Carleton literary competition supports budding writer

Kirsti Salmi’s short story “Is that all there is to a fire” earned first prize in the 2016 Carleton University Literary Competition. (Photo provided)

Kirsti Salmi earned first prize in the 2016 Carleton University Literary Competition. (Photo provided)

Last summer, 29-year-old Kirsti Salmi quit her banking job in Thunder Bay, Ont., packed her belongings into a tiny hatchback and drove across the country to pursue a life-long dream. An aspiring writer, Salmi left everything behind and enrolled in creative writing courses at Memorial University in St. John’s.

While her writing bloomed, she found herself struggling to make sense of her identity in a city where nobody knew her name. It’s a topic Salmi feels most people can relate to and the inspiration for her short story Is that all there is to a fire, which earned first prize in this year’s Carleton University Literary Competition.

“I’m fascinated with what happens when your life gets uprooted in various ways and what you’re left with when you’re sort of stripped of all the pretence,” says the Lakehead University English grad and one-time Carleton journalism student of her big move to Newfoundland.

“I found myself, a lot of the time, considering life in transitional spaces — in airports and in gas stations and in grocery stores.”

It’s in these familiar in-between places, when we’re going from point A to point B during our day, that Salmi says we put down our social masks and confront things about ourselves. Whether it’s a fleeting conversation with a taxi driver or a moment of self-reflection, they can have a profound impact on the way we think.

For Salmi’s main character, Danielle, that moment comes in a grocery store lineup, where she finds herself judging the people in front of her based on their purchases.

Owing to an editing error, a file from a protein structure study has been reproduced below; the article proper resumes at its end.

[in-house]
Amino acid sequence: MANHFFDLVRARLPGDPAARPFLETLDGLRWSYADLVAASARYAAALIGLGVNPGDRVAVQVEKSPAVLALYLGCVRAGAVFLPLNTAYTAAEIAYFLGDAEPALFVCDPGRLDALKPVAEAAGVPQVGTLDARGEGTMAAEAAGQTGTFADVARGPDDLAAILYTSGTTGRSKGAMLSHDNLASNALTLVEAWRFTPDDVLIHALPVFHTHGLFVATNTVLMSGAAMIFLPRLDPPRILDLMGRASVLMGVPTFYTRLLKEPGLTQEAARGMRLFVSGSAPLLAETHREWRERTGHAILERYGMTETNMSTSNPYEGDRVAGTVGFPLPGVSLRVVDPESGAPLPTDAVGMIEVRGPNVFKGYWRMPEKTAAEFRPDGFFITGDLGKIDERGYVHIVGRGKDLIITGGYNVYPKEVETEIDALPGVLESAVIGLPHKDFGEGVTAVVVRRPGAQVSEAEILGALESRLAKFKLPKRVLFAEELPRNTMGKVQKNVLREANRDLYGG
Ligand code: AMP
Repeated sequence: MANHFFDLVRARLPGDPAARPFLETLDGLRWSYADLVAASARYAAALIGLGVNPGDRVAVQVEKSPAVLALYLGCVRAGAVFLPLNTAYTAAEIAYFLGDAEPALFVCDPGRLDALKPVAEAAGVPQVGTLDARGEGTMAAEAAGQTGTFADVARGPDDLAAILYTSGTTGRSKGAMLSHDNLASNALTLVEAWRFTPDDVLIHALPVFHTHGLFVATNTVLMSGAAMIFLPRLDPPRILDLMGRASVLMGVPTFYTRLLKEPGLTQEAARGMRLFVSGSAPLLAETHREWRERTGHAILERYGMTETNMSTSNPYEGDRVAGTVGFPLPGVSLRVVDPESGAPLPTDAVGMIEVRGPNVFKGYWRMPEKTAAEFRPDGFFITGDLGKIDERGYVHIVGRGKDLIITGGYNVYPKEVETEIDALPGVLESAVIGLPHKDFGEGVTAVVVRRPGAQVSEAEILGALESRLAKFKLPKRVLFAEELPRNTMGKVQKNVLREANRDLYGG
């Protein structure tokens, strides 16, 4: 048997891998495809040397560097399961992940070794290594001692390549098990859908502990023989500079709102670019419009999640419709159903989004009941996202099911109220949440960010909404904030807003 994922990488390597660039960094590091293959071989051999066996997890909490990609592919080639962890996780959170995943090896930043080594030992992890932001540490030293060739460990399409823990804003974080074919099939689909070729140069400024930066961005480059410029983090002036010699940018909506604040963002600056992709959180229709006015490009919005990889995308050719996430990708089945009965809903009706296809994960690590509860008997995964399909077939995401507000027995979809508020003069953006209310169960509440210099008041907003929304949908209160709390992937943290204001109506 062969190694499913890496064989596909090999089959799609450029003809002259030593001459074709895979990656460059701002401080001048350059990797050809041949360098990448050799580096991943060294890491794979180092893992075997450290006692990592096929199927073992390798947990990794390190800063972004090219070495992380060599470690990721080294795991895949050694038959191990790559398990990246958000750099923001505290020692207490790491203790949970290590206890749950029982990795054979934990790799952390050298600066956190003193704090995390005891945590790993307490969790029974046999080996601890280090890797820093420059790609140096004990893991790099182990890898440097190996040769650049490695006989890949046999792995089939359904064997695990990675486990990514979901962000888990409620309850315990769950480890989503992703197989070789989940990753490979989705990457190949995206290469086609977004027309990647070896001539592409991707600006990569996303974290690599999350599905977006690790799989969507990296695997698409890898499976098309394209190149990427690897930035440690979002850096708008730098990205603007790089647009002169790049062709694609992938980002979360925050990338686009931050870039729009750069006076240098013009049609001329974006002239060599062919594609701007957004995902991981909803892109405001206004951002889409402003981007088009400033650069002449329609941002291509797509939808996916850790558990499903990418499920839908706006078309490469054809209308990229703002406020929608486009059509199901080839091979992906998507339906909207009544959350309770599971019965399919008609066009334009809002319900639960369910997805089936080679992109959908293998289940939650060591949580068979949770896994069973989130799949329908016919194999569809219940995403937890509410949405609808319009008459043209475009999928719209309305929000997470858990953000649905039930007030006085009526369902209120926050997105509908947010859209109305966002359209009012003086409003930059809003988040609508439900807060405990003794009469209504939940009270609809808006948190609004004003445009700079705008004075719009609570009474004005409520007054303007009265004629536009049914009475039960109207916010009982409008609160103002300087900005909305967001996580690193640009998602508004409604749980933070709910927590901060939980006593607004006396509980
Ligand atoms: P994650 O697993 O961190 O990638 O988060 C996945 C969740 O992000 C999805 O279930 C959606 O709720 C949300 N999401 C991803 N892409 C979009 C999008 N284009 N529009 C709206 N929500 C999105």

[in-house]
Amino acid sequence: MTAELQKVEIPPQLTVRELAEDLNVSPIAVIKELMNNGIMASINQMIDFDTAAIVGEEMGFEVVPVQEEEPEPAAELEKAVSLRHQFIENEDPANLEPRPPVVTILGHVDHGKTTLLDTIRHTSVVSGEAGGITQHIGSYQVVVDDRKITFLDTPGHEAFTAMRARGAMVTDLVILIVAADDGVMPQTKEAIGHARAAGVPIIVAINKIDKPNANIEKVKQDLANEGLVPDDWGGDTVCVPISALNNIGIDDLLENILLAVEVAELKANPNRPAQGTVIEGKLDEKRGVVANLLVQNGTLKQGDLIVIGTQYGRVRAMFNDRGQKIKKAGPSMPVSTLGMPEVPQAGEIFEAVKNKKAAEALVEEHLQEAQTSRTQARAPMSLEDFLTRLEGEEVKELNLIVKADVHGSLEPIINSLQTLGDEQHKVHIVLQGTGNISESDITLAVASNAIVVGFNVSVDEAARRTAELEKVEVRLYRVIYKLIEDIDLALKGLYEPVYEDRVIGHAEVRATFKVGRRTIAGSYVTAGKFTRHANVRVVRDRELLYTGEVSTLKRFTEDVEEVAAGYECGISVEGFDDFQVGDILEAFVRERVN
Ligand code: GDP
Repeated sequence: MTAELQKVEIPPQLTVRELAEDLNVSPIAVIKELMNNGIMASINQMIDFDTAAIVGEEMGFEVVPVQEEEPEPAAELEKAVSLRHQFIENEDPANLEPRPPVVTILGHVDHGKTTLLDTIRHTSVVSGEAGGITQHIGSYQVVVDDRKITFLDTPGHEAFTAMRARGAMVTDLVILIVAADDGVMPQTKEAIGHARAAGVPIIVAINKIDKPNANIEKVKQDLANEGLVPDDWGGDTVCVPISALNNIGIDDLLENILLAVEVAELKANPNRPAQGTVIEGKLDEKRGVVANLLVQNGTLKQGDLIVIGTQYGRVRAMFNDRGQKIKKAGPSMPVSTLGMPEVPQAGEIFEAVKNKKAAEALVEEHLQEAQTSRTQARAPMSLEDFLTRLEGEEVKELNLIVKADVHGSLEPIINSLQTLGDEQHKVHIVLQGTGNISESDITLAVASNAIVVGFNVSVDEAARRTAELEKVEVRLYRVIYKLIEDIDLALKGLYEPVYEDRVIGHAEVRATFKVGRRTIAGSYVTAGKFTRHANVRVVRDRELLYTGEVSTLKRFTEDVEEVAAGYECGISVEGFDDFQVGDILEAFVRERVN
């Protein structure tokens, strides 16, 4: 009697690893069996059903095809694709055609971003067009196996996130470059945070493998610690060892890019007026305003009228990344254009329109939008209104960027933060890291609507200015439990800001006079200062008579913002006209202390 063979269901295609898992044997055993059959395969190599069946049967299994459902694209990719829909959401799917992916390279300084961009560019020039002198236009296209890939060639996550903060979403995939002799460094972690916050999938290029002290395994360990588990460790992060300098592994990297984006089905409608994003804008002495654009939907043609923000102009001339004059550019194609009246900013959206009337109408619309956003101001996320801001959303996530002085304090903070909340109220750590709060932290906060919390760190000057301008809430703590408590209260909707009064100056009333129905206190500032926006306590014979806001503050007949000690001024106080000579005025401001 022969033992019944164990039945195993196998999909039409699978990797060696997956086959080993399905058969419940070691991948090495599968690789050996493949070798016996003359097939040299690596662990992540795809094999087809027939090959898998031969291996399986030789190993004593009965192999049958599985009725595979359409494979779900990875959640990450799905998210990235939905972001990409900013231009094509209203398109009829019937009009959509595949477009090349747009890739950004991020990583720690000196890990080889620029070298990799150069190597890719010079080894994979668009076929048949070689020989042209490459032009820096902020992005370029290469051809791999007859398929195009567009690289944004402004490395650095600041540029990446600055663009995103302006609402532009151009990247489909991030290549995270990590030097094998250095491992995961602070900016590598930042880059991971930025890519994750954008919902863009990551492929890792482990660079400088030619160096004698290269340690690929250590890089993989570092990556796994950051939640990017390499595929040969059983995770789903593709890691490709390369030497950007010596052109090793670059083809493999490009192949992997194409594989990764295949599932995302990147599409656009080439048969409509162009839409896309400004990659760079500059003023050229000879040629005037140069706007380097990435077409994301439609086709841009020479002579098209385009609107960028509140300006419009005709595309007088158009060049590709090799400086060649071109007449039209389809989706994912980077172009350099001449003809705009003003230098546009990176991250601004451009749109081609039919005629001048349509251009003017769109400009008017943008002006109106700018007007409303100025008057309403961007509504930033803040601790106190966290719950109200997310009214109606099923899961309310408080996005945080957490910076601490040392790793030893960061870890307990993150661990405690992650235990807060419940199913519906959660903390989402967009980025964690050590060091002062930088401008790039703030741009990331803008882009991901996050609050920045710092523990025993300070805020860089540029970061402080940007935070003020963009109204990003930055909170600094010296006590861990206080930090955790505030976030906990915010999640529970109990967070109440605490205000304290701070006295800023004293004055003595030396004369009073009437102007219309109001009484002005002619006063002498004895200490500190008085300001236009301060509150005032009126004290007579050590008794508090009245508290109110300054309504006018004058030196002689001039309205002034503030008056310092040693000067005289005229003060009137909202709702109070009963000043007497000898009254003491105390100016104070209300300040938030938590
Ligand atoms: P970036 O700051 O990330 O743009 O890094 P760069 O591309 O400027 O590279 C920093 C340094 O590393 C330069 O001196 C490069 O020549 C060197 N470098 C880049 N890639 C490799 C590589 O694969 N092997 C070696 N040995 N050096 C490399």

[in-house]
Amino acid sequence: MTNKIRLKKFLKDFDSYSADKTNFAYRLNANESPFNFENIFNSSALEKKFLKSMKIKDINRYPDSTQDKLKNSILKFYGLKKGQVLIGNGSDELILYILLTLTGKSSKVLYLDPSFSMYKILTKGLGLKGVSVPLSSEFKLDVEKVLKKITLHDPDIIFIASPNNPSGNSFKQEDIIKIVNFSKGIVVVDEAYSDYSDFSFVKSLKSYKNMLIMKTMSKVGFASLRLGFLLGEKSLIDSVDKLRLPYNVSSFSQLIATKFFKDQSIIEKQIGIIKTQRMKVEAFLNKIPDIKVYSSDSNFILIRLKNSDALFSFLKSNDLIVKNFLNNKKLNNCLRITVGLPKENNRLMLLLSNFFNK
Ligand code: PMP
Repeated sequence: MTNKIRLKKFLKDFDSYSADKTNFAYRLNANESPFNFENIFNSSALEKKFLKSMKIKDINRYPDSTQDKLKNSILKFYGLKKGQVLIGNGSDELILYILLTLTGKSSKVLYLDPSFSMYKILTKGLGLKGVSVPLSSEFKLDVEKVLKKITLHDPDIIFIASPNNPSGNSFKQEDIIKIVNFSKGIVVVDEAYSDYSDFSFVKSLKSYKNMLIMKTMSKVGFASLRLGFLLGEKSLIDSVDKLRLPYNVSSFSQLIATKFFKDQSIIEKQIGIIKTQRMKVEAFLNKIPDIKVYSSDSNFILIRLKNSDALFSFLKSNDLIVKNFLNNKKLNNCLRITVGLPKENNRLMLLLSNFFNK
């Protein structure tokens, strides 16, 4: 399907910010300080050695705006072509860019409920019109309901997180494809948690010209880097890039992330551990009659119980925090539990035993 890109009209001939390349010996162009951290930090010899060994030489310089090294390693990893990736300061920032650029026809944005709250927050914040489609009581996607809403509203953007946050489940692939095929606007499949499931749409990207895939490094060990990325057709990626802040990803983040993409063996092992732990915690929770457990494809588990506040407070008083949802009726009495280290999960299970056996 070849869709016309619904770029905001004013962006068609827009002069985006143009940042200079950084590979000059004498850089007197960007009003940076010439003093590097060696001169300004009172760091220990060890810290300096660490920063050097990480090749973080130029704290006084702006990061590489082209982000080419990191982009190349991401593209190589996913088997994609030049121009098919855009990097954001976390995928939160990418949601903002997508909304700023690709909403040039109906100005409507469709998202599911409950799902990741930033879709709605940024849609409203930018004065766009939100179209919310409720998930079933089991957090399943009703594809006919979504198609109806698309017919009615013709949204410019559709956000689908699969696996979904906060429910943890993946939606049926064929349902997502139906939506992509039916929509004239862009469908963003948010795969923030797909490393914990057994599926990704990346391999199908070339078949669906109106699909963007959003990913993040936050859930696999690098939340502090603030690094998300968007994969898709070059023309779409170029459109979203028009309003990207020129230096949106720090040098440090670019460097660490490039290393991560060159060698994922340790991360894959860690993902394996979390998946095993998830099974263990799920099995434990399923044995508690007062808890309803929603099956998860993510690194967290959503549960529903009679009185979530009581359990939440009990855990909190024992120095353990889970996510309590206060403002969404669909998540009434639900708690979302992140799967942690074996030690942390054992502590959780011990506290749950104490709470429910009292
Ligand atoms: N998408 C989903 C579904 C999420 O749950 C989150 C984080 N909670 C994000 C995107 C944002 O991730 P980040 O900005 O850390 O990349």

“She’s kind of having to confront the fact that she’s got all these social indictments and she’s not really sure where they came from, and she’s also grappling with what’s going on in her own life,” Salmi says.

“I think she’s confronting appearances versus reality.”

Salmi says she’s fascinated by the capacity people have to be self-reflexive and come to realizations about humanity. It’s something that has continued to inspire her writing, although it took some self-reflection of her own to realize it.

“When I brought it to the class, they said that a lot of my writing occurred in these kind of ‘in-between’ spaces,” Salmi says.

“I would write about people who were in transit. They were going on business trips and they found themselves in airports or motels or an office space,” she says. “I hadn’t really noticed that I was tending to write those sorts of stories.”

Given the big changes in her life — moving to St. John’s and, more recently, moving back to Thunder Bay — Salmi isn’t surprised the themes of transition and reflection have shown up in her writing.

She hopes her stories will help others grapple with changes they might be going through in their lives and learn to appreciate moments of reflection a little bit more.

“I think they happen to everybody,” Salmi says. “We have fixed identities for a long period of time and when that kind of implodes — when you quit a job or you pursue a dream or you graduate — you have to rebuild in relation to what’s going on around you.”

“It’s scary, but I think it’s good,” Salmi says. “I think if we do the work and look inward, we see how we’re relating to what’s around us. It’s a work in progress all the time.”

You can read Is that all there is to a fire, here. This is Kirsti Salmi’s first published short story.

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Kirsten Fenn

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